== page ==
FAQs

How do I start?

You can get started by talking to us. We can answer all your questions and help you decide whether it's the right time for you to move forward.

How long will it take?

It usually takes around six months from you applying to being approved but if you'd like to slow down or take a break you can do.

What if I'm not good enough?

We're looking for loving supportive environments for children and if you're worried about anything you can talk it through with our team. There is no such thing as a perfect parent and we offer high levels of support throughout the adoption journey.

Can I talk to someone?

Yes you can. Our team are here to support you every step of the way. As part of the preparation process you'll also meet adoptive parents and be able to ask about their experiences.

Can I claim benefits?

As an adoptive parent you'll have to meet the costs of providing for a child until adulthood and you'll have the same entitlement as any other parent to claim from a range of benefits to help you meet their needs.

If you have more questions about financial help you can speak to our team.

What happens afterwards?

We're here to support you every step of the way. Our skilled and professional post adoption support team will be here for you long after you have had a child placed with you.

I'm single can I still adopt?

Yes you can. Children need a loving stable environment and this is possible whether you are single, married, divorced, widowed or living with a partner. For some children single parents are actually preferable.

What if I am Lesbian, Gay, Bisexual or Trans?

We welcome your enquiry no matter what your sexuality. We're proud members of New Family Social an organisation that supports members of our LGBT community throughout the adoption process and beyond. Take a look at their site to find out more about the free support here when you adopt with us.

Will my health problems affect my application?

Lots of people with health problems and disabilities have gone onto adopt. You will need to be fit and well enough to care for a child into adulthood. The process includes a medical assessment and this will be considered by our own agency medical advisor. We would encourage you to arrange to meet with one of our social workers and discuss your particular situation.

What if I have a criminal record?

The most important thing is that you tell us about any known offences at the beginning of the process. In many situations these do not affect your application to adopt however there are some serious offences, including those against children, that would automatically rule out an application to adopt. Talk to us if you are worried about this.

Can I apply if I'm having fertility treatment?

You're welcome to talk to us about adopting whilst you're waiting for or receiving fertility treatment. There are no set rules about how long you have to wait to apply after stopping fertility treatment but it can be an emotional time and we'd want to make sure the timing is right for you. We will be happy to discuss this with you when you contact us.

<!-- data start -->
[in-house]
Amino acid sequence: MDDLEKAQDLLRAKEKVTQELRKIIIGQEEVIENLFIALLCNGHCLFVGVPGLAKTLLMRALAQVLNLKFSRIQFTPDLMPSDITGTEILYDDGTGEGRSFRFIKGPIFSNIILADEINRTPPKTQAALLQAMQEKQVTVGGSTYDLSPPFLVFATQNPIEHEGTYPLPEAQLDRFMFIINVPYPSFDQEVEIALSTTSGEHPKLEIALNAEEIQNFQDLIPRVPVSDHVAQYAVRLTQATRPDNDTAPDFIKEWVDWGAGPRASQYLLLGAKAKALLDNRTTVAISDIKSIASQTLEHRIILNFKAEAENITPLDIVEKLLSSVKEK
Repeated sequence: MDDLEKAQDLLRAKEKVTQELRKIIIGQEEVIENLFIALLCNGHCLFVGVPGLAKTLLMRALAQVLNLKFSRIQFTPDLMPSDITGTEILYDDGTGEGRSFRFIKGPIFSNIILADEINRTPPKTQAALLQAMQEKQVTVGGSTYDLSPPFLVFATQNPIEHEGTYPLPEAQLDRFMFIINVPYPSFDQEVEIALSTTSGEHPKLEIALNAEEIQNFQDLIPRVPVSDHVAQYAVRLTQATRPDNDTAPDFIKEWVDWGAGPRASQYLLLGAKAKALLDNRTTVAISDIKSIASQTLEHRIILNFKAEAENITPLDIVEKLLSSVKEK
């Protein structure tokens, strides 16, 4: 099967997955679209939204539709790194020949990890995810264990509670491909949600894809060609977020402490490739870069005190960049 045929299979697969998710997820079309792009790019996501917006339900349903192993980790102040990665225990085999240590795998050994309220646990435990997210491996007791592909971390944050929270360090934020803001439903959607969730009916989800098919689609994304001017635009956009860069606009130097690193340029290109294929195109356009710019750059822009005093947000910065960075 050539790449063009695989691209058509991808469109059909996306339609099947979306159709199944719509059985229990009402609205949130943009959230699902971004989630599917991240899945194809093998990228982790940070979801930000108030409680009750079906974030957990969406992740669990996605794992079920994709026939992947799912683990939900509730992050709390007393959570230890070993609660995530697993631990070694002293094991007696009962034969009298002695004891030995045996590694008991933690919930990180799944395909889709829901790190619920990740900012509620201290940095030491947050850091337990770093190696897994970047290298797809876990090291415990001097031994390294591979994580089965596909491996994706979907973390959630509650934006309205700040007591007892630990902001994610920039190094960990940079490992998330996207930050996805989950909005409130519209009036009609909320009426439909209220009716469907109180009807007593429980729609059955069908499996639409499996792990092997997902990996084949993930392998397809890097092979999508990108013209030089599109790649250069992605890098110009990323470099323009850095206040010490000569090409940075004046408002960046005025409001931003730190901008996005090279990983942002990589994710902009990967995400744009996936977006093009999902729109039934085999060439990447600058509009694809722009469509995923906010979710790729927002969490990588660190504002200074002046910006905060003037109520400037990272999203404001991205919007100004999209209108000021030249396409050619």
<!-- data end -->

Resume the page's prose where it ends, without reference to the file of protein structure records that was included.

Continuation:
Will smoking stop me from adopting?

We'd really encourage you to give up because of the risks to your long term health and the effects of secondary smoke on children. If you currently smoke and are thinking about adoption get in touch and we can talk through how this would affect your application, signpost you to smoking cessation services and think about how we proceed.

What about my pets?

Children often love animals and if the pet poses no risk to children there would be no problem at all.

Am I too old?

We welcome applications from anyone over 21 years old and there's no upper age limit. We'll take into account your health and personal circumstances when we look at the age and needs of children you might be matched with.

What if I rent my home?

We would welcome your application whether you rent or own your home.

Why do children need adoption?

There are lots of reasons children can't be brought up by their birth family. In most cases their birth family have been unable to provide safe, secure homes for them and the courts have decided that being adopted would be in the child's best interest.

We need to find homes for all the children we have with a plan of adoption but siblings and children with developmental delay or uncertainty often wait longer than we'd like for families.

We have birth children at home or children who are grown up. Does this affect our application?

Having children of your own is often a very good start-it means you have experience of parenting! We usually plan for an adopted child to be the youngest in the family and for there to be a reasonable gap in age between them and your birth child. If your children are grown up and living at home, or indeed if they have left home, we will be interested to hear their thoughts about your adoption plans.